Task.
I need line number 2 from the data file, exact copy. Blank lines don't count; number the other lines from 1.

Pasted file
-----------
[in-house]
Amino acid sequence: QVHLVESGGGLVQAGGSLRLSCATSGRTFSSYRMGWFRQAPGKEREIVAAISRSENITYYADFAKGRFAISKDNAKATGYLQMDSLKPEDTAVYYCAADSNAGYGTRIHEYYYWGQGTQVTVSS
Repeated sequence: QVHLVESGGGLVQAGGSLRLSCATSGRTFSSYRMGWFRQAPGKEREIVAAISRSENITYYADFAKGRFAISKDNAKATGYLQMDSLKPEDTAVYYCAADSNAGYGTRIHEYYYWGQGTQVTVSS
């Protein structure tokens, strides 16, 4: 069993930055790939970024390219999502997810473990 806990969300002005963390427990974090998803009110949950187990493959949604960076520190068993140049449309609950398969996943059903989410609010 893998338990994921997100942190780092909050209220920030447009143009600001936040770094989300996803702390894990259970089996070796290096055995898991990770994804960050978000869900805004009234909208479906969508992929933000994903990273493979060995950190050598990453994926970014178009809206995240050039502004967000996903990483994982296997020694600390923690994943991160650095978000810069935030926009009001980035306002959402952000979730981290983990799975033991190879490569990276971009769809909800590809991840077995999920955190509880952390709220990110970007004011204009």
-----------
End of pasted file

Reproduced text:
Amino acid sequence: QVHLVESGGGLVQAGGSLRLSCATSGRTFSSYRMGWFRQAPGKEREIVAAISRSENITYYADFAKGRFAISKDNAKATGYLQMDSLKPEDTAVYYCAADSNAGYGTRIHEYYYWGQGTQVTVSS